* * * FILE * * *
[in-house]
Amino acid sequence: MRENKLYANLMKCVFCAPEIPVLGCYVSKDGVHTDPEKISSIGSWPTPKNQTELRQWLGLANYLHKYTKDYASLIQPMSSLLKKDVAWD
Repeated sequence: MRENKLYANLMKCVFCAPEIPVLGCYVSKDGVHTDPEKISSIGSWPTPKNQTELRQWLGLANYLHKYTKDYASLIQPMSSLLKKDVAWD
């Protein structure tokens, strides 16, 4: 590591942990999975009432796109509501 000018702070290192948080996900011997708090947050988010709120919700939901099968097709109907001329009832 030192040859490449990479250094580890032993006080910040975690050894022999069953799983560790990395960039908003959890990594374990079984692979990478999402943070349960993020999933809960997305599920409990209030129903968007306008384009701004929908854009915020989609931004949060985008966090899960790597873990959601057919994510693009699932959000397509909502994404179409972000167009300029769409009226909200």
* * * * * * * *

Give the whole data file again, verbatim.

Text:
[in-house]
Amino acid sequence: MRENKLYANLMKCVFCAPEIPVLGCYVSKDGVHTDPEKISSIGSWPTPKNQTELRQWLGLANYLHKYTKDYASLIQPMSSLLKKDVAWD
Repeated sequence: MRENKLYANLMKCVFCAPEIPVLGCYVSKDGVHTDPEKISSIGSWPTPKNQTELRQWLGLANYLHKYTKDYASLIQPMSSLLKKDVAWD
């Protein structure tokens, strides 16, 4: 590591942990999975009432796109509501 000018702070290192948080996900011997708090947050988010709120919700939901099968097709109907001329009832 030192040859490449990479250094580890032993006080910040975690050894022999069953799983560790990395960039908003959890990594374990079984692979990478999402943070349960993020999933809960997305599920409990209030129903968007306008384009701004929908854009915020989609931004949060985008966090899960790597873990959601057919994510693009699932959000397509909502994404179409972000167009300029769409009226909200």